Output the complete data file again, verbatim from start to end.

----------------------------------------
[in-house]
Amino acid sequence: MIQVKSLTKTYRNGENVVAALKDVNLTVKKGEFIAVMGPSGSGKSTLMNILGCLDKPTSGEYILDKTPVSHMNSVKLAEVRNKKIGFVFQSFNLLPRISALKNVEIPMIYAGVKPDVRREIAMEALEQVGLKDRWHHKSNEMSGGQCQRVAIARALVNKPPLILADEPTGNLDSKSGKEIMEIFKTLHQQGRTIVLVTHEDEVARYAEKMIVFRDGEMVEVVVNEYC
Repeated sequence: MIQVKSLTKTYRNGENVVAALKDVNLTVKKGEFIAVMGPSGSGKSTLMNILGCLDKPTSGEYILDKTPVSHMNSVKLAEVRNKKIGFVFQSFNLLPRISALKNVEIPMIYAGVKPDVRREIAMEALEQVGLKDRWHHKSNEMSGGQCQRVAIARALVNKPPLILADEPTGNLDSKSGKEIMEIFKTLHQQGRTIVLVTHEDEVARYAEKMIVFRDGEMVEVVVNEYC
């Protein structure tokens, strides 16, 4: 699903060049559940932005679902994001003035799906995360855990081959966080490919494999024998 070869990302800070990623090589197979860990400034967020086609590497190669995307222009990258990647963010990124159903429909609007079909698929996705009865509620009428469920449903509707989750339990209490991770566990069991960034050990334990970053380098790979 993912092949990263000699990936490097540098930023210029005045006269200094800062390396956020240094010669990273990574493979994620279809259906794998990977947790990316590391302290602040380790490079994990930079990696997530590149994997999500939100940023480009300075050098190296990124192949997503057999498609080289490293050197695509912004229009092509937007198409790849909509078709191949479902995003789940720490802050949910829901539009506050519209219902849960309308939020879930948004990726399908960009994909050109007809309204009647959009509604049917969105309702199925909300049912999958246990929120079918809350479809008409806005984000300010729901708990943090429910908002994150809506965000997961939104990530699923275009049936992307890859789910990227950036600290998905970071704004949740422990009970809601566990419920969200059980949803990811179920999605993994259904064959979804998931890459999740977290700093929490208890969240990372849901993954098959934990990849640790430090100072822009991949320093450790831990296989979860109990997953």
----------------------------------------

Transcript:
[in-house]
Amino acid sequence: MIQVKSLTKTYRNGENVVAALKDVNLTVKKGEFIAVMGPSGSGKSTLMNILGCLDKPTSGEYILDKTPVSHMNSVKLAEVRNKKIGFVFQSFNLLPRISALKNVEIPMIYAGVKPDVRREIAMEALEQVGLKDRWHHKSNEMSGGQCQRVAIARALVNKPPLILADEPTGNLDSKSGKEIMEIFKTLHQQGRTIVLVTHEDEVARYAEKMIVFRDGEMVEVVVNEYC
Repeated sequence: MIQVKSLTKTYRNGENVVAALKDVNLTVKKGEFIAVMGPSGSGKSTLMNILGCLDKPTSGEYILDKTPVSHMNSVKLAEVRNKKIGFVFQSFNLLPRISALKNVEIPMIYAGVKPDVRREIAMEALEQVGLKDRWHHKSNEMSGGQCQRVAIARALVNKPPLILADEPTGNLDSKSGKEIMEIFKTLHQQGRTIVLVTHEDEVARYAEKMIVFRDGEMVEVVVNEYC
């Protein structure tokens, strides 16, 4: 699903060049559940932005679902994001003035799906995360855990081959966080490919494999024998 070869990302800070990623090589197979860990400034967020086609590497190669995307222009990258990647963010990124159903429909609007079909698929996705009865509620009428469920449903509707989750339990209490991770566990069991960034050990334990970053380098790979 993912092949990263000699990936490097540098930023210029005045006269200094800062390396956020240094010669990273990574493979994620279809259906794998990977947790990316590391302290602040380790490079994990930079990696997530590149994997999500939100940023480009300075050098190296990124192949997503057999498609080289490293050197695509912004229009092509937007198409790849909509078709191949479902995003789940720490802050949910829901539009506050519209219902849960309308939020879930948004990726399908960009994909050109007809309204009647959009509604049917969105309702199925909300049912999958246990929120079918809350479809008409806005984000300010729901708990943090429910908002994150809506965000997961939104990530699923275009049936992307890859789910990227950036600290998905970071704004949740422990009970809601566990419920969200059980949803990811179920999605993994259904064959979804998931890459999740977290700093929490208890969240990372849901993954098959934990990849640790430090100072822009991949320093450790831990296989979860109990997953």